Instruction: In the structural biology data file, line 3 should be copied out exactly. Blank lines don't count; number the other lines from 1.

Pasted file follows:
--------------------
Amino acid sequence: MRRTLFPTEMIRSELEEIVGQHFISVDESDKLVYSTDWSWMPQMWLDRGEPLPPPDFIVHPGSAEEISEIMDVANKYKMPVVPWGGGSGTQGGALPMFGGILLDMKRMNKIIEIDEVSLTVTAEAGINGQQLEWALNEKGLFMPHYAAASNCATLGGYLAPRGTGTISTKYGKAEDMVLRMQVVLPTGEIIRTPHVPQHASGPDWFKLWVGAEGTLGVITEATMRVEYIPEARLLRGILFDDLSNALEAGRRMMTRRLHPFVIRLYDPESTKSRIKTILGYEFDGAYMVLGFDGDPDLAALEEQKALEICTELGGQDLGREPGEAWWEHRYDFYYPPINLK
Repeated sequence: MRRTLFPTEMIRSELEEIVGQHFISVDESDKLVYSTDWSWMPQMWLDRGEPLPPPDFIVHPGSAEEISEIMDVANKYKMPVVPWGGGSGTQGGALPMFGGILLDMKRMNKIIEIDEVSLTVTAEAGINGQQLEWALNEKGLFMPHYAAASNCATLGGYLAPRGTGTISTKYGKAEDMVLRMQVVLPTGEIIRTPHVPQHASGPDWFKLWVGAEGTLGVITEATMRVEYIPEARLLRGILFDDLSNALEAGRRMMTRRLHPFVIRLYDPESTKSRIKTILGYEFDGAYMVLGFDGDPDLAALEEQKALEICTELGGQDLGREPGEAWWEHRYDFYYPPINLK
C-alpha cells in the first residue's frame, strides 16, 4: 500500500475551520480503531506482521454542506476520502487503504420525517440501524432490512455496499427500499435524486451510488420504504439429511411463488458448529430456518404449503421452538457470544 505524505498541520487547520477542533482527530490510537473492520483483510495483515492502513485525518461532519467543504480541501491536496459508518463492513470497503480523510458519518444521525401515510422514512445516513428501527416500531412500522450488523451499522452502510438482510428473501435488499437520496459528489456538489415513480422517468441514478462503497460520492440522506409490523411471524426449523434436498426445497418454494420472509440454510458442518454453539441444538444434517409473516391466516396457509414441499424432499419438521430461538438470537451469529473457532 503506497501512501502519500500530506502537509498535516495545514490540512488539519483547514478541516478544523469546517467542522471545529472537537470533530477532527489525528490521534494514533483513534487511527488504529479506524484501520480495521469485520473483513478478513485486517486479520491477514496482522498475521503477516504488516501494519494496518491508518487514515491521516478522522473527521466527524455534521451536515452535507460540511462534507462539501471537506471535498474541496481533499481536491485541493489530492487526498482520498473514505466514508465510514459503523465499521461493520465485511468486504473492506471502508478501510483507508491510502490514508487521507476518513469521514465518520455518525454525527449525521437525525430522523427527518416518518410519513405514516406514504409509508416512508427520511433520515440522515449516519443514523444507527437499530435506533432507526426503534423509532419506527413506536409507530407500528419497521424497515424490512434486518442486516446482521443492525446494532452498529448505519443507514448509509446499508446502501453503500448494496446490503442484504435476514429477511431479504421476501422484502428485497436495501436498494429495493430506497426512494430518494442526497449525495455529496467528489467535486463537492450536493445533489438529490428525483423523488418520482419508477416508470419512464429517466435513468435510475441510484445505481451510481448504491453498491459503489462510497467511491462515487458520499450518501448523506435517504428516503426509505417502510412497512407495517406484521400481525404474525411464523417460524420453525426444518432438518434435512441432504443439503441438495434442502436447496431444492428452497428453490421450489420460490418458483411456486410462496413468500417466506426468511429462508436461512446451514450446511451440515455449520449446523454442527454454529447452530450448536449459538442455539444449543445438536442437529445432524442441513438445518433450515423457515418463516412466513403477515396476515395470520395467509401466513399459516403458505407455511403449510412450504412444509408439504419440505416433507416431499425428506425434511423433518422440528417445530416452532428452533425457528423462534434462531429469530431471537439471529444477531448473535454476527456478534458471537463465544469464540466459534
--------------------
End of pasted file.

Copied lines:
C-alpha cells in the first residue's frame, strides 16, 4: 500500500475551520480503531506482521454542506476520502487503504420525517440501524432490512455496499427500499435524486451510488420504504439429511411463488458448529430456518404449503421452538457470544 505524505498541520487547520477542533482527530490510537473492520483483510495483515492502513485525518461532519467543504480541501491536496459508518463492513470497503480523510458519518444521525401515510422514512445516513428501527416500531412500522450488523451499522452502510438482510428473501435488499437520496459528489456538489415513480422517468441514478462503497460520492440522506409490523411471524426449523434436498426445497418454494420472509440454510458442518454453539441444538444434517409473516391466516396457509414441499424432499419438521430461538438470537451469529473457532 503506497501512501502519500500530506502537509498535516495545514490540512488539519483547514478541516478544523469546517467542522471545529472537537470533530477532527489525528490521534494514533483513534487511527488504529479506524484501520480495521469485520473483513478478513485486517486479520491477514496482522498475521503477516504488516501494519494496518491508518487514515491521516478522522473527521466527524455534521451536515452535507460540511462534507462539501471537506471535498474541496481533499481536491485541493489530492487526498482520498473514505466514508465510514459503523465499521461493520465485511468486504473492506471502508478501510483507508491510502490514508487521507476518513469521514465518520455518525454525527449525521437525525430522523427527518416518518410519513405514516406514504409509508416512508427520511433520515440522515449516519443514523444507527437499530435506533432507526426503534423509532419506527413506536409507530407500528419497521424497515424490512434486518442486516446482521443492525446494532452498529448505519443507514448509509446499508446502501453503500448494496446490503442484504435476514429477511431479504421476501422484502428485497436495501436498494429495493430506497426512494430518494442526497449525495455529496467528489467535486463537492450536493445533489438529490428525483423523488418520482419508477416508470419512464429517466435513468435510475441510484445505481451510481448504491453498491459503489462510497467511491462515487458520499450518501448523506435517504428516503426509505417502510412497512407495517406484521400481525404474525411464523417460524420453525426444518432438518434435512441432504443439503441438495434442502436447496431444492428452497428453490421450489420460490418458483411456486410462496413468500417466506426468511429462508436461512446451514450446511451440515455449520449446523454442527454454529447452530450448536449459538442455539444449543445438536442437529445432524442441513438445518433450515423457515418463516412466513403477515396476515395470520395467509401466513399459516403458505407455511403449510412450504412444509408439504419440505416433507416431499425428506425434511423433518422440528417445530416452532428452533425457528423462534434462531429469530431471537439471529444477531448473535454476527456478534458471537463465544469464540466459534